BABA: So you're a civil rights attorney, and we've seen the recent brutal attacks on Sikhs. You've defended members of the Sikh community in workplace discrimination cases as well. Here's a question: the GOP has been criticized in general for being anti-immigrant or at least not immigrant-friendly, by Democrats and by other people. So how do you feel the GOP represents you?

    DHILLON: Well, the GOP Party of San Francisco unanimously elected me, an orthodox Sikh with a funny name, to be its chairwoman. So, as far as I'm concerned, it's never been an issue here in my rise through the ranks of the party. To the contrary, I'd say that members of my party have actively reached out and encouraged me to run for leadership positions. I'm the chairman of outreach for the California Republican Party statewide. The party asked me to run for the State Assembly two years ago. So I feel like I've been offered a number of opportunities based on my merits.

    BABA: So you think that might be a misconception,that people might have of the GOP being kind of anti-immigrant or anti-immigration?

    DHILLON: I think it's a stereotype. I think that there are a lot of Democrats that are anti-immigrant. Let me give you an example: one of my civil rights lawsuits right now, opposing counsel, is Kamala Harris. Kamala Harris the Attorney General of California is defending the state against institutionalized discrimination against Sikhs.

    BABA: How so?

    DHILLON: The state of California refuses to hire Sikhs wearing turbans and beards as prison guards in its system. I won a trial two-and-a-half years ago against the state on that, and the state continues to ignore the court order. So I've sued the state on behalf of my client, a gentleman who wears a beard who wants to be a prison guard. And Kamala Harris's office has taken the shocking position that the state does not need to accommodate people wearing beards in those jobs. And I find that offensive.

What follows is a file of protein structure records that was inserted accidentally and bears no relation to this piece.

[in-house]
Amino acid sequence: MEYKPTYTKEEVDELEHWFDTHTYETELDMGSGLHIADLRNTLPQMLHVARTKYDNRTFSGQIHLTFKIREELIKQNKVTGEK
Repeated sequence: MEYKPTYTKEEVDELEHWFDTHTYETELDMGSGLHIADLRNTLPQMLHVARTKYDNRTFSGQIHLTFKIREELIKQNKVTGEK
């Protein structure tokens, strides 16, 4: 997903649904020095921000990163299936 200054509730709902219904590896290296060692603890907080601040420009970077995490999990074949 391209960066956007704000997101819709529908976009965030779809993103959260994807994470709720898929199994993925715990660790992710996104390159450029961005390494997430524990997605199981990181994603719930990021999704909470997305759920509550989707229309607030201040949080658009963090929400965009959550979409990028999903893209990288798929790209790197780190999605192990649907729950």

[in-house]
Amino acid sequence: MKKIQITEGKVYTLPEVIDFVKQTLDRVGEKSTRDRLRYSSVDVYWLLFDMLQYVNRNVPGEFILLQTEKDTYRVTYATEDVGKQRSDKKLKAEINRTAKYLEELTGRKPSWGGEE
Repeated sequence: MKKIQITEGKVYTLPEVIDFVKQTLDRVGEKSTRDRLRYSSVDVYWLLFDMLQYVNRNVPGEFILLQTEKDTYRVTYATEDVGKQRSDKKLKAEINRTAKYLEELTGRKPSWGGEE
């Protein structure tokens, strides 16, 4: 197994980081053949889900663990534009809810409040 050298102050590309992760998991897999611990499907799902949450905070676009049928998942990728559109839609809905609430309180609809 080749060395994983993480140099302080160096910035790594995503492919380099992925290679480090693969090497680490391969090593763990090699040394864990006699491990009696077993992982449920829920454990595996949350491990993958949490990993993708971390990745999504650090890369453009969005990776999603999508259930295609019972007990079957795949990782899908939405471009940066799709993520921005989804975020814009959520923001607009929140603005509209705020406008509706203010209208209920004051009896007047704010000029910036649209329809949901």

There was a press conference on this in January where the ACLU and 35 other organizations around the United States stood next to me, a conservative Republican, to ask the attorney general of California to obey the law.

    BABA: I went to your website and it says, "The core Republican values of the San Francisco Republican Party are: individual liberty, responsibility and accountability, private property rights, free enterprise, law and order, public health and safety, leaner, efficient government, and fiscal responsibility." Let's just take that one, "leaner, efficient government" - with all the budget cuts in the city and the school district, when you say leaner, where should the money come from? How leaner can it be at this point, do you think?

    DHILLON: My understanding is that San Francisco has about four times the number of public sector employees per capita compared to San Jose, a bigger and much larger geographical city than we are. So I think that we have a lot of fat in our city government, I mean our municipal government. The salaries are higher than the private sector salaries in our city. Our pensions are out of control, and a lot of our Democrat, liberal members of the Board of Supervisors agree with that. Jeff Adachi, our public defender, agrees with that. So I think that pension reform is the number one issue that fiscally affects our city going forward.

    Education - I would double the salaries of actual teachers and cut a lot of the administrators. That's what I would do with education. I think that public school education, which I am a product of, is very important. But I think our schools today spend a lot of time on issues other than "ABC"s and really need to focus back on those.

    BABA: So you'd kind of redirect the money?